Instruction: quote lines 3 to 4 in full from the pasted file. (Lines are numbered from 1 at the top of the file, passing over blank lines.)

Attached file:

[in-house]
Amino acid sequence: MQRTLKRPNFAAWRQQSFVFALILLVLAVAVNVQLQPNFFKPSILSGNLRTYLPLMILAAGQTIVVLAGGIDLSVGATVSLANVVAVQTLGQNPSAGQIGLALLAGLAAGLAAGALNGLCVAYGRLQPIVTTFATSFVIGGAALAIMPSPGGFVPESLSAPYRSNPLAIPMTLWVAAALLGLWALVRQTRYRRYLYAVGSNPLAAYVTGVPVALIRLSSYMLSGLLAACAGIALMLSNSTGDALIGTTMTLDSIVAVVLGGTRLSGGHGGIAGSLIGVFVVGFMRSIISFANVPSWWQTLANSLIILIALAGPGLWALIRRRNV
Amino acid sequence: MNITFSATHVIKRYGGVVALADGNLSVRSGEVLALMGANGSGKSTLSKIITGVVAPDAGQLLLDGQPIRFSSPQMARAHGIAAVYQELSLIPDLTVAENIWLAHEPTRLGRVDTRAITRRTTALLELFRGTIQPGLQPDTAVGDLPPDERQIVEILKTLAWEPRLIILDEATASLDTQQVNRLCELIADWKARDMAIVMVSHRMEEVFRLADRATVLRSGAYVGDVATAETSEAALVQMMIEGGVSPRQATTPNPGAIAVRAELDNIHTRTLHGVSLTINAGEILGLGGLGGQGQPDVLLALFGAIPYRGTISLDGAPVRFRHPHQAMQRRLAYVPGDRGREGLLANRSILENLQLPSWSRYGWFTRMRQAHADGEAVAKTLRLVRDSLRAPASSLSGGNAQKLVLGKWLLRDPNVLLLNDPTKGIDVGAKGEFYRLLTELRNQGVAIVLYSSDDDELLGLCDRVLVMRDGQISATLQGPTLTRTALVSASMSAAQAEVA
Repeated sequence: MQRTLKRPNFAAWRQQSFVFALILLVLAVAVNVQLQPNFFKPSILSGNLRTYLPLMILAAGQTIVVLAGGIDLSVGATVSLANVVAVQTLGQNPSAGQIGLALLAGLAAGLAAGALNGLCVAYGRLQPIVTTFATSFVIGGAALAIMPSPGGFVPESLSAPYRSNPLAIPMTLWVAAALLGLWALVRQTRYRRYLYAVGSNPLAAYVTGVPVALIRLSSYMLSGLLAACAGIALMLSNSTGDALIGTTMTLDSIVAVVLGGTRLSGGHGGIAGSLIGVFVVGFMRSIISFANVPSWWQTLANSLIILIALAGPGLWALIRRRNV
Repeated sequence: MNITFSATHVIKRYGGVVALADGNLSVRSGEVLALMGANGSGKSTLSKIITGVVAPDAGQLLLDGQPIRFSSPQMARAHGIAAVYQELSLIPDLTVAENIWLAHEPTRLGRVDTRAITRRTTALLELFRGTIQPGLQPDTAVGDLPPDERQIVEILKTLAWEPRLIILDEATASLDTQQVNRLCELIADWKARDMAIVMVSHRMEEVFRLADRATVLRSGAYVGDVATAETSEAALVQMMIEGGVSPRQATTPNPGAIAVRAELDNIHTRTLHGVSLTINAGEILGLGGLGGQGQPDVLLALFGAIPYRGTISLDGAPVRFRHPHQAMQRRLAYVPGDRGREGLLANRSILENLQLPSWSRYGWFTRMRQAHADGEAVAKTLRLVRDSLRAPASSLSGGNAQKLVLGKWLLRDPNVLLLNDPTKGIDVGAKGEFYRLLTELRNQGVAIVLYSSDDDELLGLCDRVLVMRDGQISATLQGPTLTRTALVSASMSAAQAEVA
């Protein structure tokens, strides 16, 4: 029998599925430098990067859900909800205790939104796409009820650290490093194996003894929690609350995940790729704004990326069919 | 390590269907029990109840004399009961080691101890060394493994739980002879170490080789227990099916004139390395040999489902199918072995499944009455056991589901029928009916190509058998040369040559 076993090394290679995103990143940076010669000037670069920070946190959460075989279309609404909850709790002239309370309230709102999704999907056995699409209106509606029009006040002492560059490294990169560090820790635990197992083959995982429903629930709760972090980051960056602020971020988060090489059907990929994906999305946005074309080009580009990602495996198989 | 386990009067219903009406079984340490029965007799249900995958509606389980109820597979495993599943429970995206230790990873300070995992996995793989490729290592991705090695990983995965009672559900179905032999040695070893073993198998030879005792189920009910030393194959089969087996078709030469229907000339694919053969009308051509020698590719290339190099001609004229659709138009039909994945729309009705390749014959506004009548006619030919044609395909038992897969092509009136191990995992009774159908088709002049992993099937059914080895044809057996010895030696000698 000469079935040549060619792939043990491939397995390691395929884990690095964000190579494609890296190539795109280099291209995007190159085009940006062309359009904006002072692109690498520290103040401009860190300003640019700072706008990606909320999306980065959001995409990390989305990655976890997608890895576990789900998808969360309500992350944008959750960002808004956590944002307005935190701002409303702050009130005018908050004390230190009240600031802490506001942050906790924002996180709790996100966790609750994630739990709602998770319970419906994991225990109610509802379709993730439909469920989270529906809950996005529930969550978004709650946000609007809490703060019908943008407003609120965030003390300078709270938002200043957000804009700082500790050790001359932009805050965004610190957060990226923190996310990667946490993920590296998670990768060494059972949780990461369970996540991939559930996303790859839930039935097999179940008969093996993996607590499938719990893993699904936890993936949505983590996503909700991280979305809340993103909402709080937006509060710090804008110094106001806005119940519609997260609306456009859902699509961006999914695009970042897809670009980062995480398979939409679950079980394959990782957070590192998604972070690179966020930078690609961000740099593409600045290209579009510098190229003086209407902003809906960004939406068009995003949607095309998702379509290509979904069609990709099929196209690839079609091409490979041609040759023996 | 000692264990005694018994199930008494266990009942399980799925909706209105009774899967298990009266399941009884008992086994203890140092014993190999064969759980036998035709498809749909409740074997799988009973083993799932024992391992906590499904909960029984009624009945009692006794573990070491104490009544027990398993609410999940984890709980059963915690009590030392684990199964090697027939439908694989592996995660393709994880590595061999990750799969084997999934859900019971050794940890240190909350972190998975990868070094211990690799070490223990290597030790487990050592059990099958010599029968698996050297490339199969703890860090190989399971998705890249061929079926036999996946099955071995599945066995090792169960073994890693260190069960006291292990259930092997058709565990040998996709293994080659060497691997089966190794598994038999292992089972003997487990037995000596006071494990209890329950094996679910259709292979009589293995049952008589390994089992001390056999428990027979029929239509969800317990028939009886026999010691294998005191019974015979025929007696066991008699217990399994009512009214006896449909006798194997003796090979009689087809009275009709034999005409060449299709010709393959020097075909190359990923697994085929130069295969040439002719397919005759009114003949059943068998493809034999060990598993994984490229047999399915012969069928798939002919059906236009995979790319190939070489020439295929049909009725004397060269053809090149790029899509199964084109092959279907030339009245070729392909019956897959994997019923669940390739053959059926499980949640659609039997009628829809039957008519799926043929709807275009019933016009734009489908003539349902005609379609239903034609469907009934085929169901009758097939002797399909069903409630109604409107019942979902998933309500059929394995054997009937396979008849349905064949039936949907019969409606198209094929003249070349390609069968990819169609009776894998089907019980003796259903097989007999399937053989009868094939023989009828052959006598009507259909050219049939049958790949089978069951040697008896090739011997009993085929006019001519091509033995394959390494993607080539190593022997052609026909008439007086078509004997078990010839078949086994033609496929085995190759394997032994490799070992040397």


Amino acid sequence: MNITFSATHVIKRYGGVVALADGNLSVRSGEVLALMGANGSGKSTLSKIITGVVAPDAGQLLLDGQPIRFSSPQMARAHGIAAVYQELSLIPDLTVAENIWLAHEPTRLGRVDTRAITRRTTALLELFRGTIQPGLQPDTAVGDLPPDERQIVEILKTLAWEPRLIILDEATASLDTQQVNRLCELIADWKARDMAIVMVSHRMEEVFRLADRATVLRSGAYVGDVATAETSEAALVQMMIEGGVSPRQATTPNPGAIAVRAELDNIHTRTLHGVSLTINAGEILGLGGLGGQGQPDVLLALFGAIPYRGTISLDGAPVRFRHPHQAMQRRLAYVPGDRGREGLLANRSILENLQLPSWSRYGWFTRMRQAHADGEAVAKTLRLVRDSLRAPASSLSGGNAQKLVLGKWLLRDPNVLLLNDPTKGIDVGAKGEFYRLLTELRNQGVAIVLYSSDDDELLGLCDRVLVMRDGQISATLQGPTLTRTALVSASMSAAQAEVA
Repeated sequence: MQRTLKRPNFAAWRQQSFVFALILLVLAVAVNVQLQPNFFKPSILSGNLRTYLPLMILAAGQTIVVLAGGIDLSVGATVSLANVVAVQTLGQNPSAGQIGLALLAGLAAGLAAGALNGLCVAYGRLQPIVTTFATSFVIGGAALAIMPSPGGFVPESLSAPYRSNPLAIPMTLWVAAALLGLWALVRQTRYRRYLYAVGSNPLAAYVTGVPVALIRLSSYMLSGLLAACAGIALMLSNSTGDALIGTTMTLDSIVAVVLGGTRLSGGHGGIAGSLIGVFVVGFMRSIISFANVPSWWQTLANSLIILIALAGPGLWALIRRRNV